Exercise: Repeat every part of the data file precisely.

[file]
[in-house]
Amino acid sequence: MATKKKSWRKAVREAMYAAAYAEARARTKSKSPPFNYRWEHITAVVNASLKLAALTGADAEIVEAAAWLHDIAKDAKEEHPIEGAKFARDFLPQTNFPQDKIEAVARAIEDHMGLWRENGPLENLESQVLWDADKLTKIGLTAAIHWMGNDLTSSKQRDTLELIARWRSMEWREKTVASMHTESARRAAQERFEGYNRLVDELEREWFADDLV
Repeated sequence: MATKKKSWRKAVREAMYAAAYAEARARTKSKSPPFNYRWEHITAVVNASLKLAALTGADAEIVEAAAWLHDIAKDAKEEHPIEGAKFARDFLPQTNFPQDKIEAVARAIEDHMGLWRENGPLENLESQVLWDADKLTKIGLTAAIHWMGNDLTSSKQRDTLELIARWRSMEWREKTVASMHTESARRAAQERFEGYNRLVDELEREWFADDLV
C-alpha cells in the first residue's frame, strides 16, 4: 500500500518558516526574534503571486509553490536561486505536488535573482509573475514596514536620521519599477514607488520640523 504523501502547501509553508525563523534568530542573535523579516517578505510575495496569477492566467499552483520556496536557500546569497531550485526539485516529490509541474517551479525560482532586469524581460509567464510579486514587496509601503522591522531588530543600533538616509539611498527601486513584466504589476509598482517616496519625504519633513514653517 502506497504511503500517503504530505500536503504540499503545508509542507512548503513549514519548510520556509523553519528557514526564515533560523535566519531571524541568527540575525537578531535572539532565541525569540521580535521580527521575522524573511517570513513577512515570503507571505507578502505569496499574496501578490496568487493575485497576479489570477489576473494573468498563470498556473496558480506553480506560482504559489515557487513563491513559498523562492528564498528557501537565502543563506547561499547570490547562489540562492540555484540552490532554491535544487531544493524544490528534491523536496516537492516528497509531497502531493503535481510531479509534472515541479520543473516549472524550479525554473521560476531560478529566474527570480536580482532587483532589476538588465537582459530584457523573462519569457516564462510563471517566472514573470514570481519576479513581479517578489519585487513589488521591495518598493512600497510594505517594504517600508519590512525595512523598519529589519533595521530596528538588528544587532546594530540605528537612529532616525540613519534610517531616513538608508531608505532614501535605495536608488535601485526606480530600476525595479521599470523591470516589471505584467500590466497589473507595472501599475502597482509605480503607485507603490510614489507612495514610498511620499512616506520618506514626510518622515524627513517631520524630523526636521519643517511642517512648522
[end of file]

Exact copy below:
[in-house]
Amino acid sequence: MATKKKSWRKAVREAMYAAAYAEARARTKSKSPPFNYRWEHITAVVNASLKLAALTGADAEIVEAAAWLHDIAKDAKEEHPIEGAKFARDFLPQTNFPQDKIEAVARAIEDHMGLWRENGPLENLESQVLWDADKLTKIGLTAAIHWMGNDLTSSKQRDTLELIARWRSMEWREKTVASMHTESARRAAQERFEGYNRLVDELEREWFADDLV
Repeated sequence: MATKKKSWRKAVREAMYAAAYAEARARTKSKSPPFNYRWEHITAVVNASLKLAALTGADAEIVEAAAWLHDIAKDAKEEHPIEGAKFARDFLPQTNFPQDKIEAVARAIEDHMGLWRENGPLENLESQVLWDADKLTKIGLTAAIHWMGNDLTSSKQRDTLELIARWRSMEWREKTVASMHTESARRAAQERFEGYNRLVDELEREWFADDLV
C-alpha cells in the first residue's frame, strides 16, 4: 500500500518558516526574534503571486509553490536561486505536488535573482509573475514596514536620521519599477514607488520640523 504523501502547501509553508525563523534568530542573535523579516517578505510575495496569477492566467499552483520556496536557500546569497531550485526539485516529490509541474517551479525560482532586469524581460509567464510579486514587496509601503522591522531588530543600533538616509539611498527601486513584466504589476509598482517616496519625504519633513514653517 502506497504511503500517503504530505500536503504540499503545508509542507512548503513549514519548510520556509523553519528557514526564515533560523535566519531571524541568527540575525537578531535572539532565541525569540521580535521580527521575522524573511517570513513577512515570503507571505507578502505569496499574496501578490496568487493575485497576479489570477489576473494573468498563470498556473496558480506553480506560482504559489515557487513563491513559498523562492528564498528557501537565502543563506547561499547570490547562489540562492540555484540552490532554491535544487531544493524544490528534491523536496516537492516528497509531497502531493503535481510531479509534472515541479520543473516549472524550479525554473521560476531560478529566474527570480536580482532587483532589476538588465537582459530584457523573462519569457516564462510563471517566472514573470514570481519576479513581479517578489519585487513589488521591495518598493512600497510594505517594504517600508519590512525595512523598519529589519533595521530596528538588528544587532546594530540605528537612529532616525540613519534610517531616513538608508531608505532614501535605495536608488535601485526606480530600476525595479521599470523591470516589471505584467500590466497589473507595472501599475502597482509605480503607485507603490510614489507612495514610498511620499512616506520618506514626510518622515524627513517631520524630523526636521519643517511642517512648522